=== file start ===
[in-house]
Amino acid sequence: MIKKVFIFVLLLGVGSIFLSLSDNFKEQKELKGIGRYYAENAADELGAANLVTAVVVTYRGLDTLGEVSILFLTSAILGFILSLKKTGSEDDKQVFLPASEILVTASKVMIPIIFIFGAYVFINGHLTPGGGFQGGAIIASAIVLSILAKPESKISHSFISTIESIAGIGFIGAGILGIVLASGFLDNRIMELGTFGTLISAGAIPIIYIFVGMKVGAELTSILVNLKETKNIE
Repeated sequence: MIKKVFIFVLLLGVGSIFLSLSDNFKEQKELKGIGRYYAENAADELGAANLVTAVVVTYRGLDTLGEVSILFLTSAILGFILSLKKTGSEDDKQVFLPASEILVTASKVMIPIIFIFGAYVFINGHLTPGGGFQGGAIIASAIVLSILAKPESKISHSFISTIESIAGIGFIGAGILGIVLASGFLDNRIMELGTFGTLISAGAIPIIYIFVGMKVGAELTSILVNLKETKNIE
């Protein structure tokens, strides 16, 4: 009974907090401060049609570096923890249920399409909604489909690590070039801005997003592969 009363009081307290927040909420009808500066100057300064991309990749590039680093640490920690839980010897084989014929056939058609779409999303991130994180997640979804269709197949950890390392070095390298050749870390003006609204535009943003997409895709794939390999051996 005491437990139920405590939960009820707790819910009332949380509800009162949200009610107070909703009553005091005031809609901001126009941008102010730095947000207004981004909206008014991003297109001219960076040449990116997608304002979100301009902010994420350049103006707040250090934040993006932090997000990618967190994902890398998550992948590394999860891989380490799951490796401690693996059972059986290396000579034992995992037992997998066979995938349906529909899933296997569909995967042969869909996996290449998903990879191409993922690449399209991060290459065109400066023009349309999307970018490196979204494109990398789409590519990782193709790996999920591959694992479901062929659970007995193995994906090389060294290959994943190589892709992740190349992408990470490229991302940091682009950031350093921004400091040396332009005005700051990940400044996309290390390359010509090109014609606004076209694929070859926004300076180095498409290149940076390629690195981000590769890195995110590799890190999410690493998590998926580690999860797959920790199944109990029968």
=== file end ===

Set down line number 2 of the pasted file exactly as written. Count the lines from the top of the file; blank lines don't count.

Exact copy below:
Amino acid sequence: MIKKVFIFVLLLGVGSIFLSLSDNFKEQKELKGIGRYYAENAADELGAANLVTAVVVTYRGLDTLGEVSILFLTSAILGFILSLKKTGSEDDKQVFLPASEILVTASKVMIPIIFIFGAYVFINGHLTPGGGFQGGAIIASAIVLSILAKPESKISHSFISTIESIAGIGFIGAGILGIVLASGFLDNRIMELGTFGTLISAGAIPIIYIFVGMKVGAELTSILVNLKETKNIE